For decades, people have thought the governments of the world to be some evil, omnipotent overlords bent on knowing our most intimate details and controlling our lives. While they may not necessarily be wrong, or “crazy conspiracy theorists”, there’s a much greater, silent threat to our privacy that has crept up while we weren’t looking, the Corporate World of Business.
We know the stories of companies tracking users through the use of our cell phones, drones that monitor zip around our skylines, cookies embedded in web pages, etc. We know this practice exists and we take measures to try to counteract these methods, right?
Were you aware that your tablets, phones, and computers are communicating even when you’re not using them? Say you’re watching the latest episode of your favorite show on Hulu or watching a funny video on YouTube on your laptop when all of a sudden, an ad plays. For the duration of that ad, your laptop is sending out an ultrasonic signal that is detected by your phone, tablet, even other PC’s, that connects all of these devices to you. That signal monitors everything done during its duration: How long did you watch the ad? Did you search the product afterward? What devices, and how many, are in that location? Which ones were used?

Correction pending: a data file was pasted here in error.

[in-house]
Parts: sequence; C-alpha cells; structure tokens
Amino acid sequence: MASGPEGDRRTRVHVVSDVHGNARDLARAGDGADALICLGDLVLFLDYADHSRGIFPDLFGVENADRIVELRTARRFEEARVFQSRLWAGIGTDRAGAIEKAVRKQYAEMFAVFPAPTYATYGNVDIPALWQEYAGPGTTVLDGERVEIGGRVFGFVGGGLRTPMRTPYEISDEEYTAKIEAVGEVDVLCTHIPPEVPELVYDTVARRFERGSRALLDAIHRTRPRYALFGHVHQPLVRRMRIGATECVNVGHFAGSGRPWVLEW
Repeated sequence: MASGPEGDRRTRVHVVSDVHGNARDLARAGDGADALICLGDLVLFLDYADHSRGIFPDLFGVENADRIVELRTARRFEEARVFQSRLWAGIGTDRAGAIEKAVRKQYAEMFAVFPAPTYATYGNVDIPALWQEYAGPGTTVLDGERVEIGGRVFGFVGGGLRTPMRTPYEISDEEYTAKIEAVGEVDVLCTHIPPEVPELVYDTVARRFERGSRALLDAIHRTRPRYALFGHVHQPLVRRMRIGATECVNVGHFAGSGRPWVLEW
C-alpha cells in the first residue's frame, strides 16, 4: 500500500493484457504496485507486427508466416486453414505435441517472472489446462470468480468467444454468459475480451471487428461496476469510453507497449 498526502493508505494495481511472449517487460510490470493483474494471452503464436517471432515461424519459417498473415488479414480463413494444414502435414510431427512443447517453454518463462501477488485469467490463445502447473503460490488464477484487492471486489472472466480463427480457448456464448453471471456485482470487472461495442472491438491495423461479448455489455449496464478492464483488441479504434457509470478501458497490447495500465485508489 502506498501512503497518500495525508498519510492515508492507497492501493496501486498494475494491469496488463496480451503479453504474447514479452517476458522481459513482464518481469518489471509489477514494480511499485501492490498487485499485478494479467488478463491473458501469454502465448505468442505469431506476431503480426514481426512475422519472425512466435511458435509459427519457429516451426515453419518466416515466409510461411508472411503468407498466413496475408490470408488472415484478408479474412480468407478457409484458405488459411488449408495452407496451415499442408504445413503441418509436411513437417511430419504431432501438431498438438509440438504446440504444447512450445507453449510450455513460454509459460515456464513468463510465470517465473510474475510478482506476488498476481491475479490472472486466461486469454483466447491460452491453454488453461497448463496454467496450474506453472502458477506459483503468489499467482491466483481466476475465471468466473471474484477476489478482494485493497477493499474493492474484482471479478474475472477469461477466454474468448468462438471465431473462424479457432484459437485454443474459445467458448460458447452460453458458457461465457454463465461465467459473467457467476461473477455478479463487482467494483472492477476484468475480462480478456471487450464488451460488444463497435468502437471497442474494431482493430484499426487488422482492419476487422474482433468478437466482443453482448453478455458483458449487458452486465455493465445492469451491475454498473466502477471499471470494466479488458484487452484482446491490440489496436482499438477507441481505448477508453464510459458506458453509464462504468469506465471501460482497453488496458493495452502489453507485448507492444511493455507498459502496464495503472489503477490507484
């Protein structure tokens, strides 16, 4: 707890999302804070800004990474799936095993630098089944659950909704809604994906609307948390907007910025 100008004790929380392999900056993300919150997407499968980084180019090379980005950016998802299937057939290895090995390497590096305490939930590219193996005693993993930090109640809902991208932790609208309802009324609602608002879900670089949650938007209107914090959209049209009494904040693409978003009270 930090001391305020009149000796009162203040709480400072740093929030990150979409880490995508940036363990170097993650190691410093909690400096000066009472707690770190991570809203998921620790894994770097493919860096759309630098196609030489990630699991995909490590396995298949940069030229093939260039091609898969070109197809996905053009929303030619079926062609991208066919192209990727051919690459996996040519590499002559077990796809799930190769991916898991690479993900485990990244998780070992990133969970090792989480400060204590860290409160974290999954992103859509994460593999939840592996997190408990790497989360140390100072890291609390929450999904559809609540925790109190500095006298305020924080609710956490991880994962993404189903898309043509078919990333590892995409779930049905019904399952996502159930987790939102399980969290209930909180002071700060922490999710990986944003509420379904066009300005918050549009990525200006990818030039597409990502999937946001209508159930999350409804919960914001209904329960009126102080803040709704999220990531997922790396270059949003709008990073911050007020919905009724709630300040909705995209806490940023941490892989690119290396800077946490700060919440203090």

These are just the questions they admit to, but if they can monitor all of this, what’s stopping them from eavesdropping on your phone calls “to see if you discussed that ad with anyone”? They will claim to have “strict ethical codes” and “never violate the privacy of users”, but then I didn’t agree to this ultrasonic monitoring tool, did you?
EULA’s of the services and products we use are far too broad, the laws governing the collection of data far too outdated, and technology is advancing far too fast to get everything on the same page. So the question posed now is, how much privacy do we really have? How much is it worth to you, and how much is it worth to them?
With the world becoming more connected, the IoT becoming the future, can we really prevent the unauthorized spying? The short, simple answer is: no. At least, not with the use of more technology.
Source Link: Arstechnica.com
Image credits: book radio